The Clean Water Voice

The Evolution of Water Reuse

Dec 14, 2022

By Melanie Holmer and Adam Zacheis, Brown and Caldwell

Water reuse is not a new concept.

Dating back to the Bronze Age, humans have used wastewater and stormwater for irrigation of crops. Since that time, reuse has evolved with applications moving beyond agriculture to include non-potable uses such as cooling and toilet flushing and potable uses such as groundwater and reservoir augmentation. Shifting factors such as population growth and climate change have driven this evolution.

Many water reuse projects in the private and public sector have been aimed at mitigating the impacts of these shifts. Los Angeles County’s Montebello Forebay Groundwater Recharge Project, which began in 1962, applies recycled water to the spreading grounds to recharge a drinking-water aquifer. The result of this project is a new water supply roughly equivalent to meet the demands of 250,000 people.

“Urban” water cycles often end with water moving through the community to a wastewater treatment system and to the river, ocean, or land. Advances in indirect potable reuse and direct potable reuse (DPR) allow water to be returned to the community by including additional treatment to supplement potable water supplies.

The City of Los Angeles’ Hyperion Water Reclamation Plant is a new advanced water purification facility (AWPF) that will provide approximately 1.5 million gallons per day of purified water to Los Angeles World Airports and internally to the Hyperion Water Reclamation Plant itself. AWPF facilities will use fine screens, aeration basins, and will purify source water which is primary effluent through membrane bioreactors (MBR), reverse osmosis (RO), and ultraviolet-advanced oxidation process (UV-AOP). This facility will serve as a proof of concept for the ultimate expansion of the Hyperion Water Reclamation Plant to an advanced reuse facility.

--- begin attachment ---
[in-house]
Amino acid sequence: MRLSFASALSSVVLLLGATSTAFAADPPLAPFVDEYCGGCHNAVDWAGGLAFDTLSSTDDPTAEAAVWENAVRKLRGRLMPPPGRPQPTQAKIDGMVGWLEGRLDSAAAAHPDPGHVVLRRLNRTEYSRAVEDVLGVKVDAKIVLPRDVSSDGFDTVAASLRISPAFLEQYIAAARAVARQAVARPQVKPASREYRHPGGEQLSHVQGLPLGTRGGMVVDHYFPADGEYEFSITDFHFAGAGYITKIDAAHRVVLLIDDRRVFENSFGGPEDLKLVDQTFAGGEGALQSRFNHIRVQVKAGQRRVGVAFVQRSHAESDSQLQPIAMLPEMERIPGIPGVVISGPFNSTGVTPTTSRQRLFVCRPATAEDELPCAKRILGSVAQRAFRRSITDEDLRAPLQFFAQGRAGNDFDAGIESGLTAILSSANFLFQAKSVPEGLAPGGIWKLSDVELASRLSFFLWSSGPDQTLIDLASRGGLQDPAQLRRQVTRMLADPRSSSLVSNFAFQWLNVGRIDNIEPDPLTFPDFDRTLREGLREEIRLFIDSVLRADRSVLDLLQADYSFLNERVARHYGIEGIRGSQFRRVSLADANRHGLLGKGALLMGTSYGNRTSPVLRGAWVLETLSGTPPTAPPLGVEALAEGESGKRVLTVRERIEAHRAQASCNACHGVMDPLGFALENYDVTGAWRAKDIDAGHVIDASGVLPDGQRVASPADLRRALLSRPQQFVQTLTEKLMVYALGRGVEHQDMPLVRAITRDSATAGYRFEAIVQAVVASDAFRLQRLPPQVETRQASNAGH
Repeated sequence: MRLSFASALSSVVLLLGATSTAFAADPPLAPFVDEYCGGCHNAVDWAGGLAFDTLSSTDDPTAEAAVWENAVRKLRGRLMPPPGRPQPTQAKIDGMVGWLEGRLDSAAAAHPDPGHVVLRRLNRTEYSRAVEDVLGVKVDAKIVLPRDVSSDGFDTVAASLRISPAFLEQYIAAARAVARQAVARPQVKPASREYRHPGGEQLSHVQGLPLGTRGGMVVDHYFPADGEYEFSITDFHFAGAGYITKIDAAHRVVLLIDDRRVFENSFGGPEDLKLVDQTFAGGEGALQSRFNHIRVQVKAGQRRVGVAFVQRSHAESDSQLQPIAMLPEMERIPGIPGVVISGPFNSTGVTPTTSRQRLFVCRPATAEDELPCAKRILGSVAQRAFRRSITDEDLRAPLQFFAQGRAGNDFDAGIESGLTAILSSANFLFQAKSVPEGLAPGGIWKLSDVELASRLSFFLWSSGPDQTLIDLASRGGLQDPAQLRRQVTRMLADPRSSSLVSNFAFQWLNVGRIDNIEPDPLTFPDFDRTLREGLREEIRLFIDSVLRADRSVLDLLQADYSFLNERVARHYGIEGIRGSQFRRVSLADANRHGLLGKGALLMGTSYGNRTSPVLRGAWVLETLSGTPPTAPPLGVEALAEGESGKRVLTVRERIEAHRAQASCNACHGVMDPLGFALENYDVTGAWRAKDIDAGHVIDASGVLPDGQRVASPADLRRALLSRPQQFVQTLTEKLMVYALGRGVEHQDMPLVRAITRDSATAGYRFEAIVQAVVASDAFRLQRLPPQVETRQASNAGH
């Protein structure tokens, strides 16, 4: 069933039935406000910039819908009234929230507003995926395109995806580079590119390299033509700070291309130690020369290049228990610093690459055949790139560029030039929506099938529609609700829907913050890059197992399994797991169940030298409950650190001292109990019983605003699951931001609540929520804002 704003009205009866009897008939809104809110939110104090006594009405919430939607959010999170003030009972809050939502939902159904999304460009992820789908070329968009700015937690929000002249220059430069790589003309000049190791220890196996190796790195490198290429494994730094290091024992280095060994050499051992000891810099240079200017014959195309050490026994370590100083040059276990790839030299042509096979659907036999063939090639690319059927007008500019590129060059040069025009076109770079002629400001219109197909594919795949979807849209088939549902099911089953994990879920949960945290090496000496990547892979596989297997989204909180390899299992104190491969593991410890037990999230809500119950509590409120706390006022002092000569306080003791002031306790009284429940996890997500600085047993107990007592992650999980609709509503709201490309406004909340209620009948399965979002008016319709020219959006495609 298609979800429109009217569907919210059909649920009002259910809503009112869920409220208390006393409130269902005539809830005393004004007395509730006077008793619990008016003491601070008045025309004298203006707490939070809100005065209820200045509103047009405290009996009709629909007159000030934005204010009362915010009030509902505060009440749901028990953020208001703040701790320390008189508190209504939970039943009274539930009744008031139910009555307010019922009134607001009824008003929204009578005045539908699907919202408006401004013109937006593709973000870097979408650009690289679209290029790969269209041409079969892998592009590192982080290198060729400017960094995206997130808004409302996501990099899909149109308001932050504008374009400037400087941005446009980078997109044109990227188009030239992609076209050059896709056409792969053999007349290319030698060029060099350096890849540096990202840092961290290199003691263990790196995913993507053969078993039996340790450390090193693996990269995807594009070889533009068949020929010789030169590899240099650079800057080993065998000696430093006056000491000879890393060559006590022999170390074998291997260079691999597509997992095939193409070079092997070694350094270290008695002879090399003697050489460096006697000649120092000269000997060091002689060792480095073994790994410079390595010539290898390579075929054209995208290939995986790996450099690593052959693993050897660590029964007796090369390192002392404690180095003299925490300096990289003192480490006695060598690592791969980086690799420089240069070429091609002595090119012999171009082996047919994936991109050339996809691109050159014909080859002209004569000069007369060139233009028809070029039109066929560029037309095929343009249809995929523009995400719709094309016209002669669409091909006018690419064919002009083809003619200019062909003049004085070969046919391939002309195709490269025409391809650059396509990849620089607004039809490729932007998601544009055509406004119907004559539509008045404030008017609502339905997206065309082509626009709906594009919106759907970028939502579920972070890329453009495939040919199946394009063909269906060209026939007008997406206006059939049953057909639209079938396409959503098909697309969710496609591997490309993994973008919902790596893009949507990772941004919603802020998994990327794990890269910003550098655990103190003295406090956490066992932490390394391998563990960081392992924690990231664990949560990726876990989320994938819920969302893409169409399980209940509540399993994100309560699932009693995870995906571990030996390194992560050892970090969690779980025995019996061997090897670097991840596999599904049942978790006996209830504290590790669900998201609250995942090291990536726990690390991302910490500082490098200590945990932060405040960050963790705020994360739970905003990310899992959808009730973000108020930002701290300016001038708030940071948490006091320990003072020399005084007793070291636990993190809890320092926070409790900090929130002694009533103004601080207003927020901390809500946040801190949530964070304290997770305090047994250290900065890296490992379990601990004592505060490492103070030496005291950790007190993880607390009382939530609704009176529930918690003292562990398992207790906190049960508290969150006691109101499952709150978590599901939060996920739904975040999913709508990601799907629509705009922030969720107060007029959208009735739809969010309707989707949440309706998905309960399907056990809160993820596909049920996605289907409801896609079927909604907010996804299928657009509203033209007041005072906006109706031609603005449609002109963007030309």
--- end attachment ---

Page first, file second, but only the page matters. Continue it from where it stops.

As public and private entities approach projects to further the evolution of water reuse, it is important that they consider:

  • Constituents of emerging concern (CECs): CEC management strategies may vary by location. A project may benefit from understanding the presence of CECs and appropriate treatment technologies, evaluating alternative treatments technologies, and exploring innovative approaches.
  • Enhanced source control: What happens at the source matters in all the downstream processes. Enhanced source control incorporates increased outreach, education, and monitoring paired with development of individual permit limits or local limits.
  • Public perception: The idea of drinking recycled water because of the origin of the source water can lead to challenges with public acceptance of reuse. Education is a key component of changing public perception. Some water utilities are holding events to showcase the safety and drinkability of treated water with sampling of purified water, beer made with purified water, and even gelato made with purified water.
  • Regulations: DPR regulations vary by state and are constantly evolving. Staying connected with local regulators and considering future regulatory drivers can steer a DPR project in the right direction.

Melanie Holmer is the Water Reuse National Practice Lead for Brown and Caldwell. She is based in California and has over 20 years of experience in the strategic planning, design, and construction of major water, wastewater, and water reuse projects for a total treatment capacity of over 1 billion gallons per day. Connect with Melanie on LinkedIn.

Adam Zacheis is Brown and Caldwell’s Water Reuse Area Practice Leader for Southern California. He is based in Los Angeles and has more than 25 years of experience in alternative water uses and developing resilient water portfolios. His background includes process engineering, pilot plant research, membrane water treatment plant design, advanced treatment facility design, and advanced oxidation technologies application. Connect with Adam on LinkedIn.


The views expressed in this resource are those of the individual contributors, and do not necessarily reflect those of NACWA.  


Back To Top